Click here to view an interactive map showing where migrants from Canada and other countries have settled worldwide.

Most Canadian immigrants have been in the United States for decades, having arrived before 2000. The primary pathways to permanent residence, also known as holding a green card, are through employment or family reunification. Canadian immigrants are more likely to be highly educated compared to U.S.- and overall foreign-born adults. They also are more likely to be older and less likely to participate in the civilian labor force. Of those who do work, the majority are employed in management, business, science, and arts occupations.

Using data from the U.S. Census Bureau (the most recent 2019 American Community Survey [ACS] as well as pooled 2015-19 ACS data), the Department of Homeland Security’s Yearbook of Immigration Statistics, and the World Bank, this Spotlight provides information on the Canadian immigrant population in the United States, focusing on its size, geographic distribution, and socioeconomic characteristics.

Definitions

The U.S. Census Bureau defines the foreign born as individuals without U.S. citizenship at birth. The foreign-born population includes naturalized citizens, lawful permanent residents, refugees and asylees, legal nonimmigrants (including those on student, work, or other temporary visas), and persons residing in the country without authorization.

The terms “foreign born” and “immigrant” are used interchangeably and refer to those who were born in another country and later emigrated to the United States.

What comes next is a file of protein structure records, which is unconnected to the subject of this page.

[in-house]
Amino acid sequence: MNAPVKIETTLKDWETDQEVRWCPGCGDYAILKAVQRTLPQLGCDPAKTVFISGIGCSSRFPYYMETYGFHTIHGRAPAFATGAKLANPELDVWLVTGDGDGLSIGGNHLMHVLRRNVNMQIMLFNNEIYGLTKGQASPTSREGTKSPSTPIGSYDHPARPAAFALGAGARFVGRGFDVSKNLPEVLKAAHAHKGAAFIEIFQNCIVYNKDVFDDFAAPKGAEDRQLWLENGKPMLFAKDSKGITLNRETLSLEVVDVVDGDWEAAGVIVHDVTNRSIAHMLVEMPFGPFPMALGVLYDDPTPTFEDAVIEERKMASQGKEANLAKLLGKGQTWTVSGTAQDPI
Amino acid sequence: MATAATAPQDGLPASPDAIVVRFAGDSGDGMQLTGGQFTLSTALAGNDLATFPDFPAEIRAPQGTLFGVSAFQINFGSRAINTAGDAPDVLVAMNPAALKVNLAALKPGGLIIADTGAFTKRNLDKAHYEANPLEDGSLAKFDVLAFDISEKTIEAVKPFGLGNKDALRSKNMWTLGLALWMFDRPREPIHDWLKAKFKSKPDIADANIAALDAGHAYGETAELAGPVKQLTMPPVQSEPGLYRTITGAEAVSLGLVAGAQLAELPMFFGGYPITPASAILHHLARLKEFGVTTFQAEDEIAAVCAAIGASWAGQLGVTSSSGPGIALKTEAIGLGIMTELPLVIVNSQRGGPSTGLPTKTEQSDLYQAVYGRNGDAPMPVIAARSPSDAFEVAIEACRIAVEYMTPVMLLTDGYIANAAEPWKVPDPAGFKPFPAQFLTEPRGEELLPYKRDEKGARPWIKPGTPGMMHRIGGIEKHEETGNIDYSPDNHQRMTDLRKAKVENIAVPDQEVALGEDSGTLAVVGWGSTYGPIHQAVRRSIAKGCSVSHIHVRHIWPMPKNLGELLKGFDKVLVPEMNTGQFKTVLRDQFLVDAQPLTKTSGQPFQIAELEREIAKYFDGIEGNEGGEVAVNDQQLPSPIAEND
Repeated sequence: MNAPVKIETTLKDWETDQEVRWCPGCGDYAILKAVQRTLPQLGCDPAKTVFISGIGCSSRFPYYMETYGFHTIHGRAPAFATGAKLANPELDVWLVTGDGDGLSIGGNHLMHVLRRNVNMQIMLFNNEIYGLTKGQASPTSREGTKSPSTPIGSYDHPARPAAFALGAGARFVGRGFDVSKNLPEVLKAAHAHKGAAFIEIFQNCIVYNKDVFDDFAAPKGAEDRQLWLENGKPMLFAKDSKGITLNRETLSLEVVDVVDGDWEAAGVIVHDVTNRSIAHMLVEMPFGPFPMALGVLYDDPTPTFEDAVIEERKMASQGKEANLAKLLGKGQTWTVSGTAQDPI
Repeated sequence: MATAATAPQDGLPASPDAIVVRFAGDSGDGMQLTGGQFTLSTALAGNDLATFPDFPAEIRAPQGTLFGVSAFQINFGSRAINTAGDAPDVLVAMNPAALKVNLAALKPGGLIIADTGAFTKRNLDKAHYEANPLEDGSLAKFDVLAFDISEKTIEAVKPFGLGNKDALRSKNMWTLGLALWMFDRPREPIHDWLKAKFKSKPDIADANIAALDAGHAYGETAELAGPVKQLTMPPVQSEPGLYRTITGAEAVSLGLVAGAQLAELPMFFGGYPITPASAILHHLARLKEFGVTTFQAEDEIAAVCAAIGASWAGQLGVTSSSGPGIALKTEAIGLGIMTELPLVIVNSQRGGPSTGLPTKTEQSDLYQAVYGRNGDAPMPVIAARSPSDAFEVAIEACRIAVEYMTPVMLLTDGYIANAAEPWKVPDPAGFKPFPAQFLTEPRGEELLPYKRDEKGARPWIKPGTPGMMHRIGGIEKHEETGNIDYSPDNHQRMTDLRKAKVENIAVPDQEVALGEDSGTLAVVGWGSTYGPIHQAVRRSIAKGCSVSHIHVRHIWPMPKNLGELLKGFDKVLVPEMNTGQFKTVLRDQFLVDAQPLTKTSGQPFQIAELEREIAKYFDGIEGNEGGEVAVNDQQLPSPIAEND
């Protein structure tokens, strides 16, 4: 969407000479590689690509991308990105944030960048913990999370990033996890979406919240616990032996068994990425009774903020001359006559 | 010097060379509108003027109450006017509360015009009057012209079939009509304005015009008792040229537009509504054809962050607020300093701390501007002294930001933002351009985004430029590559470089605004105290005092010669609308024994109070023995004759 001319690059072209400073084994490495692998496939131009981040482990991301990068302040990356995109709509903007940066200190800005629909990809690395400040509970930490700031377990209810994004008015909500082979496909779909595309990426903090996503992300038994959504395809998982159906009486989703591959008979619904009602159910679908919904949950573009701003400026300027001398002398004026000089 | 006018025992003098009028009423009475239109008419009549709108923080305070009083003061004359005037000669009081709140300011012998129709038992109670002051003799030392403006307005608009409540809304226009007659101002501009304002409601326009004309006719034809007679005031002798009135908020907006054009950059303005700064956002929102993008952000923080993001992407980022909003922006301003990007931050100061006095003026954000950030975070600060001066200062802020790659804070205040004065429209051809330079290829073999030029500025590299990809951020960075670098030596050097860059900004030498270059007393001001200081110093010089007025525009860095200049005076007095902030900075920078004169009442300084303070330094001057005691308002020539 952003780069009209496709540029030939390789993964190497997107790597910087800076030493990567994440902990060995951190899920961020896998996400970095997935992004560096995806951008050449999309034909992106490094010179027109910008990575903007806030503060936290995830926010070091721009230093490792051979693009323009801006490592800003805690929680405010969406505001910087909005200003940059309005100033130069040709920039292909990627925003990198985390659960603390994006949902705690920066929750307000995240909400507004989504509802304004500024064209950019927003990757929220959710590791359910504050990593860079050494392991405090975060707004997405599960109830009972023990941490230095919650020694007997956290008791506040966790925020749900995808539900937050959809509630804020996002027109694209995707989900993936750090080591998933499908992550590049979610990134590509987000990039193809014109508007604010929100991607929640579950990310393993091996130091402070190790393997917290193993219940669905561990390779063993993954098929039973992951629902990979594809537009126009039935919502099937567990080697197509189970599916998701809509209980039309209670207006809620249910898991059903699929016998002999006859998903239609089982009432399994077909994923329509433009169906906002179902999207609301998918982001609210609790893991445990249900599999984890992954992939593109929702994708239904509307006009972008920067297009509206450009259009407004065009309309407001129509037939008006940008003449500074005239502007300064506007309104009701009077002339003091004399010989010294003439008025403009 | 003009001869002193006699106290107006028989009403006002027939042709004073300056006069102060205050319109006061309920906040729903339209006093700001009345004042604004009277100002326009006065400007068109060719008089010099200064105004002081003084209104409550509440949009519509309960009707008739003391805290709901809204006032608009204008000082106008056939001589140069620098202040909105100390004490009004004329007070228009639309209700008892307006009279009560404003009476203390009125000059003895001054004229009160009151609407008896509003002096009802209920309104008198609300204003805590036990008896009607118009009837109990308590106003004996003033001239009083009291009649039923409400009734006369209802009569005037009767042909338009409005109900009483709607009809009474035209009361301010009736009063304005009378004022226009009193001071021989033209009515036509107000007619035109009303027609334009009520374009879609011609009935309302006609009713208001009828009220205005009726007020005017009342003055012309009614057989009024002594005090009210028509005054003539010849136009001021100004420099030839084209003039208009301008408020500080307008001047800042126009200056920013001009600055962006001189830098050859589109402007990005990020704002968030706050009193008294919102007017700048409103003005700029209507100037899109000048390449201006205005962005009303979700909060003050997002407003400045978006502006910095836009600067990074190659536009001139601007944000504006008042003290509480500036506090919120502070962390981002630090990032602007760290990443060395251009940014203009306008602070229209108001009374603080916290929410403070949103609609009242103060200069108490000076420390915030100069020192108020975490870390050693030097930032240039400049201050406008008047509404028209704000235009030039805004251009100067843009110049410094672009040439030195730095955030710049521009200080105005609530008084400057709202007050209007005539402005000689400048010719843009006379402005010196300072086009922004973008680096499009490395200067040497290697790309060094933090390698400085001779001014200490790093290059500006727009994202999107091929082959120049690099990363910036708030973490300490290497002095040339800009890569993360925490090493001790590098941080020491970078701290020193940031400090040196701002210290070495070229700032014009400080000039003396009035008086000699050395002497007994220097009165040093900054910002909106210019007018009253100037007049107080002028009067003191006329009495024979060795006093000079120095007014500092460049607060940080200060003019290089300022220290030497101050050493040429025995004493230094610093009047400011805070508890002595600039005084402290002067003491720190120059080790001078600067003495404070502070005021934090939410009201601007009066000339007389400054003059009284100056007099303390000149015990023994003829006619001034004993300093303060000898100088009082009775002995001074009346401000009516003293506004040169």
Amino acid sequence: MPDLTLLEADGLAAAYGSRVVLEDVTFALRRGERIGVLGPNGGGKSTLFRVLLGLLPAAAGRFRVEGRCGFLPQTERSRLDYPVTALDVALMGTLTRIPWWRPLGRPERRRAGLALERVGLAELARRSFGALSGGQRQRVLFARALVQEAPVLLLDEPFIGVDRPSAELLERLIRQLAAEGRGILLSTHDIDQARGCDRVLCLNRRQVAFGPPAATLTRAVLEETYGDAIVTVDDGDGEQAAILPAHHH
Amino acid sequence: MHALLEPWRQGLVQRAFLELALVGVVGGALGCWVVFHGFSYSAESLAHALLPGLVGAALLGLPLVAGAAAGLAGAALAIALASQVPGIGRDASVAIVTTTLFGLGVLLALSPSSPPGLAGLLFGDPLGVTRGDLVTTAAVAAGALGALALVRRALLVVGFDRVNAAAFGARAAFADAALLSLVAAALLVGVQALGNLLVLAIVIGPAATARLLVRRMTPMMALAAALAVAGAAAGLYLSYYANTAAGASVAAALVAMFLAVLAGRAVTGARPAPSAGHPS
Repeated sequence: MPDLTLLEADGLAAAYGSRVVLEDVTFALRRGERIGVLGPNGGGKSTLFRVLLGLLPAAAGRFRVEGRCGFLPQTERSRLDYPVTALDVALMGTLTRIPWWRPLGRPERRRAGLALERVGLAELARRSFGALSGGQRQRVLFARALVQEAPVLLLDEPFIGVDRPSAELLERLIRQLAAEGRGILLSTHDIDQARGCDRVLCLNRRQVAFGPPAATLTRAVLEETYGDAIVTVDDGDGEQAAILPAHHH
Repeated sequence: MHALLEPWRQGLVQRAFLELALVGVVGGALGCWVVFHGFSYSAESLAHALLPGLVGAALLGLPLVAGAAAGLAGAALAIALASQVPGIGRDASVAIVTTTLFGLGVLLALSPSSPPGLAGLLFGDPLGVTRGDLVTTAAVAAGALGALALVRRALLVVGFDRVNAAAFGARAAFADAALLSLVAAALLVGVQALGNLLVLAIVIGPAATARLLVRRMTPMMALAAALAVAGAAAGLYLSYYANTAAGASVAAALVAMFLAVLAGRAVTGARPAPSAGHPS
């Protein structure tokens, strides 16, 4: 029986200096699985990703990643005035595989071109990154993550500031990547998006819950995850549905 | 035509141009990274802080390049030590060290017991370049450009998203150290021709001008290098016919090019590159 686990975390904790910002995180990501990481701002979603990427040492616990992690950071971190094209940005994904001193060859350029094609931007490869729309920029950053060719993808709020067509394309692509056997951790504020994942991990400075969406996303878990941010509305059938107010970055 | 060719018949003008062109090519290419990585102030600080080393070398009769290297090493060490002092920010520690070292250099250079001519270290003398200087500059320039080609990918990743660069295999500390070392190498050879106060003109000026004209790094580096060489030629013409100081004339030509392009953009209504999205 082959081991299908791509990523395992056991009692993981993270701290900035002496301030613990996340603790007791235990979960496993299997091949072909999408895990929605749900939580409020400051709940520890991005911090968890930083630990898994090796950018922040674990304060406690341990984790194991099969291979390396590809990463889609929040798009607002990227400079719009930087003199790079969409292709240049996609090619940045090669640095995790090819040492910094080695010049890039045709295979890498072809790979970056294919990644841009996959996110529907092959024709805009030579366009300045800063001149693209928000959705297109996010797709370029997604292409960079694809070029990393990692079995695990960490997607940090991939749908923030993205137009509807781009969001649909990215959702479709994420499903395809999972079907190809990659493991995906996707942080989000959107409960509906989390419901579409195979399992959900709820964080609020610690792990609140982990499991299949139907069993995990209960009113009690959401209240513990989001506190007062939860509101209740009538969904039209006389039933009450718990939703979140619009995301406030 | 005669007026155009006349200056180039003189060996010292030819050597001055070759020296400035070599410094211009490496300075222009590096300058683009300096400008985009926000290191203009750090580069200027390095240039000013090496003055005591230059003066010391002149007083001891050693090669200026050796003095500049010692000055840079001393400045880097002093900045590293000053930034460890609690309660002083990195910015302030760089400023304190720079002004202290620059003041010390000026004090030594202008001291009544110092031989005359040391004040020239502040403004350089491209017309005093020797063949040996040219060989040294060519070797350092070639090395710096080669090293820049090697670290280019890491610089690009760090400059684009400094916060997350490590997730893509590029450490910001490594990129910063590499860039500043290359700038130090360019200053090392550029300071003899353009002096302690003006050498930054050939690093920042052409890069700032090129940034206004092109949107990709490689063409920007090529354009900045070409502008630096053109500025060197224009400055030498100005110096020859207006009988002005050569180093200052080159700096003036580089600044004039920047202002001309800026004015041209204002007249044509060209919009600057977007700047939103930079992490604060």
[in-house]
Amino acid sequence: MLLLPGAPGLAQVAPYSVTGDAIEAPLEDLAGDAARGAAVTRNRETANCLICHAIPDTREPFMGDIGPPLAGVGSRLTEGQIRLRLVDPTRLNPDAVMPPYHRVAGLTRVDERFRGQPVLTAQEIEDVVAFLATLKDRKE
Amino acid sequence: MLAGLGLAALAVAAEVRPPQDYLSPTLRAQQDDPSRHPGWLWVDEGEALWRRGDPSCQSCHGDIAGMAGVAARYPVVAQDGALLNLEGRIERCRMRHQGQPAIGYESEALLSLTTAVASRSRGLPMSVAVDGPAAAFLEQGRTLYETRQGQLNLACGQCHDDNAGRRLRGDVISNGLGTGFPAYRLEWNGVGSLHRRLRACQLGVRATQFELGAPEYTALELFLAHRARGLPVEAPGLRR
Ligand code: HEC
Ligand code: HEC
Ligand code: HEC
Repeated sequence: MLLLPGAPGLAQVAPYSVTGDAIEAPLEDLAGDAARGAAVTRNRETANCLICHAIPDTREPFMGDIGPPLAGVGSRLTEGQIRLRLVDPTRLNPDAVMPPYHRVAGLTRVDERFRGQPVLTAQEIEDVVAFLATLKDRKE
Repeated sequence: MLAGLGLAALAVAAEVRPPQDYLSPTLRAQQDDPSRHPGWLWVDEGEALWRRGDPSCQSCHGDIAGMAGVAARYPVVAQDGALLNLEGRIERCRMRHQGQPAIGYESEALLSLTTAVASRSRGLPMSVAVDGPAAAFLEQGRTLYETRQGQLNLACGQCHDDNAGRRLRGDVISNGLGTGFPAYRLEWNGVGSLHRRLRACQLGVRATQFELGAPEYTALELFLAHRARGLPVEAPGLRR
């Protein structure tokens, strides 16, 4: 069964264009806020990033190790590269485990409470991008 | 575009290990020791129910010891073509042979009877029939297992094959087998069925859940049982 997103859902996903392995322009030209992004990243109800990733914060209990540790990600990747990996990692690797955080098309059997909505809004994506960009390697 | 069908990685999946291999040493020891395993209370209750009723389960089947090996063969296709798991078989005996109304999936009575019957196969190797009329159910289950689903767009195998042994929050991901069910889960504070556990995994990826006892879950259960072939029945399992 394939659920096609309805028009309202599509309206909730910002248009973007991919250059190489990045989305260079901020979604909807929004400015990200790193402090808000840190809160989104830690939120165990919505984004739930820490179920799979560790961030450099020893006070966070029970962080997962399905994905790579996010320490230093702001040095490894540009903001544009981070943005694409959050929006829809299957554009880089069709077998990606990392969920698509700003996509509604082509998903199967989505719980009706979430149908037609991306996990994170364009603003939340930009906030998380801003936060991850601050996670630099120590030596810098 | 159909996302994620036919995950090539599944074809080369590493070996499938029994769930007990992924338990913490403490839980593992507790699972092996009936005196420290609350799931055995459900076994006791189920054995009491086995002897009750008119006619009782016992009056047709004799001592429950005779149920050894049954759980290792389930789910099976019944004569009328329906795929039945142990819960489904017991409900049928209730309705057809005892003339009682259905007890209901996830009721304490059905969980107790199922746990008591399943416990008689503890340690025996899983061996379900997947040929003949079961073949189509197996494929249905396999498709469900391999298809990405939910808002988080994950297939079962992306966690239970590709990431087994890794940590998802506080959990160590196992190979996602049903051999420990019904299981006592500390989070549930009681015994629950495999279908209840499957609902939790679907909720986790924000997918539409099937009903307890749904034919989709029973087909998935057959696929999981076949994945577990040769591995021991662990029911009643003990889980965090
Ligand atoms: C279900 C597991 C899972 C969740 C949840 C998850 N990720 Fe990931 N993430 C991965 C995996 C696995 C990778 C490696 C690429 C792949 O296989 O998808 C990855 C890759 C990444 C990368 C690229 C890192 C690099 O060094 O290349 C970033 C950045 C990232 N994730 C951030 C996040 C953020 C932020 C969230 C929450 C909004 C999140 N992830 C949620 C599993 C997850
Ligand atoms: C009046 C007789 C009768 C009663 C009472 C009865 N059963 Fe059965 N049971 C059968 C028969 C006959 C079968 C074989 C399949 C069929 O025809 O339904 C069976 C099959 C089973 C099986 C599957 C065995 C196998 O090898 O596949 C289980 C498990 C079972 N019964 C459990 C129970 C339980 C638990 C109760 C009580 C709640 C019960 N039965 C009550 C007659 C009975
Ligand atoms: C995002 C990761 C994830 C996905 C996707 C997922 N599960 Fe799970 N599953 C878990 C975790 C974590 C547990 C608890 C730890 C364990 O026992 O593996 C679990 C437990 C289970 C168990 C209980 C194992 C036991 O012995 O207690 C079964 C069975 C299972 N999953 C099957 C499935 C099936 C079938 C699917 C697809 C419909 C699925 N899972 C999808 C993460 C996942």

Click on the bullet points below for more information:

Distribution by State and Key Cities

In the 2015-19 period, immigrants from Canada were concentrated in California (16 percent) and Florida (14 percent), followed by New York and Texas (7 percent and 6 percent, respectively). Ten states were home to about two-thirds of the Canadian immigrant population. The top five counties by Canadian population were Los Angeles County in California, Maricopa County in Arizona, King County in Washington, Broward County in Florida, and Orange County in California. Together five these counties were home to 13 percent of Canadian immigrants in the United States.

Figure 2. Top Destination States for Canadian-Born Immigrants in the United States, 2015-19

Note: Pooled 2015-19 ACS data were used to get statistically valid estimates at the state level for smaller-population geographies. Not shown are the populations in Alaska and Hawaii, which are small in size; for details, visit the Migration Policy Institute (MPI) Data Hub for an interactive map showing geographic distribution of immigrants by state and county, available online.

Source: MPI tabulation of data from U.S. Census Bureau pooled 2015-19 ACS.

Click here for an interactive map that highlights the states and counties with the highest concentrations of immigrants from Canada and other countries.